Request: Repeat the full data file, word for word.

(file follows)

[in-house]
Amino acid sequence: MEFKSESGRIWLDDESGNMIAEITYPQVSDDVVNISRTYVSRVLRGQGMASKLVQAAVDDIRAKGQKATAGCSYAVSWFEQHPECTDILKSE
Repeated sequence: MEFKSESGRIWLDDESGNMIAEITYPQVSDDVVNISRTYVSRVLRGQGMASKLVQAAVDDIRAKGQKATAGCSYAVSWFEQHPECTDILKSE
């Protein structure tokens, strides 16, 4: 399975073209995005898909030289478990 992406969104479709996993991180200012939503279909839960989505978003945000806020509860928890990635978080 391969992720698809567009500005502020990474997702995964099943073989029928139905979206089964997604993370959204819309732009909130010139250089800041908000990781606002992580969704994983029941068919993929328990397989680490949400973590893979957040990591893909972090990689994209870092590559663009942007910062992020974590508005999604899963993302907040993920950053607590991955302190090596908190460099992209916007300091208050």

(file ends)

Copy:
[in-house]
Amino acid sequence: MEFKSESGRIWLDDESGNMIAEITYPQVSDDVVNISRTYVSRVLRGQGMASKLVQAAVDDIRAKGQKATAGCSYAVSWFEQHPECTDILKSE
Repeated sequence: MEFKSESGRIWLDDESGNMIAEITYPQVSDDVVNISRTYVSRVLRGQGMASKLVQAAVDDIRAKGQKATAGCSYAVSWFEQHPECTDILKSE
């Protein structure tokens, strides 16, 4: 399975073209995005898909030289478990 992406969104479709996993991180200012939503279909839960989505978003945000806020509860928890990635978080 391969992720698809567009500005502020990474997702995964099943073989029928139905979206089964997604993370959204819309732009909130010139250089800041908000990781606002992580969704994983029941068919993929328990397989680490949400973590893979957040990591893909972090990689994209870092590559663009942007910062992020974590508005999604899963993302907040993920950053607590991955302190090596908190460099992209916007300091208050």